Lewis Hamilton says Max Verstappen’s comments are ‘a sign of weakness’ | Sport

Lewis Hamilton brushed off recent comments from Max Verstappen as “weakness” and vowed to do his talking on the track as Mercedes unveiled their new car on Friday.

The British driver, chasing a record-equalling seventh Formula One title, displayed a steely determination at the car launch and is clearly eager to climb behind the wheel and take the fight to F1’s young guns.

Hamilton and his teammate, Valtteri Bottas, both drove the new Mercedes W11 in a shakedown at Silverstone, before the serious business of testing begins in Barcelona on Wednesday. Last season, F1’s new generation of Red Bull’s Max Verstappen and Ferrari’s Charles Leclerc showed they were not intimidated by the 35-year-old Hamilton. Verstappen, 22 , insisted recently that with the right machinery he could beat the British driver. “Lewis is very good,” he said. “He is definitely one of the best out there but he is not God. Maybe God is with him, but he is not God.”

At Silverstone a smiling Hamilton responded dismissively with the confidence of a driver in the form of his life. “I find it funny seeing that,” he said. “I have just always known to do my talking on the track. I tend to see that as a sign of weakness.”

With six titles, including five in the last six years, Hamilton is within touching distance of Michael Schumacher’s record tally of seven. He is also only seven wins behind Schumacher’s 91 and four podiums behind the German’s 155, both F1 records. During a period characterised largely by Mercedes’ dominance Hamilton has won at least nine races every year for the last six years.

The team principal, Toto Wolff, believes his driver is relishing the forthcoming fight. “I perceive that he feels that he is at the peak of his abilities,” he said. “But that he also needs constant improvement and development in order to stay on top. The most important factor is that he loves the challenge. He loves the challenge of trying to beat the next generation of potential superstars. The tougher the challenge, the happier he is.”

Last season Hamilton enjoyed a blistering start to his title defence, winning eight of the opening 12 races, a run that left the opposition reeling. When the W11 hit the track for the first time, however, he maintained there was no room for complacency.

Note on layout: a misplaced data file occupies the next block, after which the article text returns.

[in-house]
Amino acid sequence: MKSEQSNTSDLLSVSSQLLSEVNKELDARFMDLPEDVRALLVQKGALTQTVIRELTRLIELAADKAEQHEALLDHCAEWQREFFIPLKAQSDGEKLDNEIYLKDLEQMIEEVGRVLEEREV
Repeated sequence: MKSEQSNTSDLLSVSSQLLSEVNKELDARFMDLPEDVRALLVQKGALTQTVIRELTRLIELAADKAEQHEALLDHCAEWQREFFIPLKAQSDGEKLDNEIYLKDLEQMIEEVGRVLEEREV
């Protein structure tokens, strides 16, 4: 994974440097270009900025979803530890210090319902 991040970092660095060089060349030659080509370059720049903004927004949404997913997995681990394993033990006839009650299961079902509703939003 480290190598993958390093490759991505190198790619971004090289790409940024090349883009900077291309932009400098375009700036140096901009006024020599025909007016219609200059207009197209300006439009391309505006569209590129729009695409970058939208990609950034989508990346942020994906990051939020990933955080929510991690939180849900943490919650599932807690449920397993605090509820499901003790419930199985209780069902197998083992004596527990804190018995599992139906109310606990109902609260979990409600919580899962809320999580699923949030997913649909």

“I’ve had the best winter training yet,” he said. “Over the winter, I’ve really been trying to analyse where we were last year and how I can grow and improve as a driver and as a human being. I’ve really been trying to focus on how can I take it to another level as a driver, how can I extract more from myself and from the team, and trying to deliver something really great this year.

“This is my eighth year with this team and this year’s challenge is super exciting. I have no doubt every single team member will try to raise the bar within themselves and I’ll be trying to do the same.”

Mercedes can expect to be competitive from the off once more. With the regulations stable, their new car is an evolution of last year’s model that proved so successful. Hamilton and Bottas won 15 of the 21 races in 2019 to complete a remarkable record of six consecutive drivers’ and constructors’ championships. No team has won seven constructors’ titles in succession, a record Mercedes will pursue vigorously but without taking their recent form for granted.

“We feel no sense of entitlement to win races or championships,” said Wolff. “We know that we need to fight extremely hard for that as we had to in every year. This has been our mindset from the beginning.”

Both Ferrari and Red Bull finished last season with stronger performances but know they must step up to compete with Mercedes. Since the team returned to F1 10 years ago, they have amassed a formidable record. During that time they have 93 wins and 48 one-twos. Hamilton’s buoyancy at finally getting behind the wheel of the new car was entirely unsurprising.

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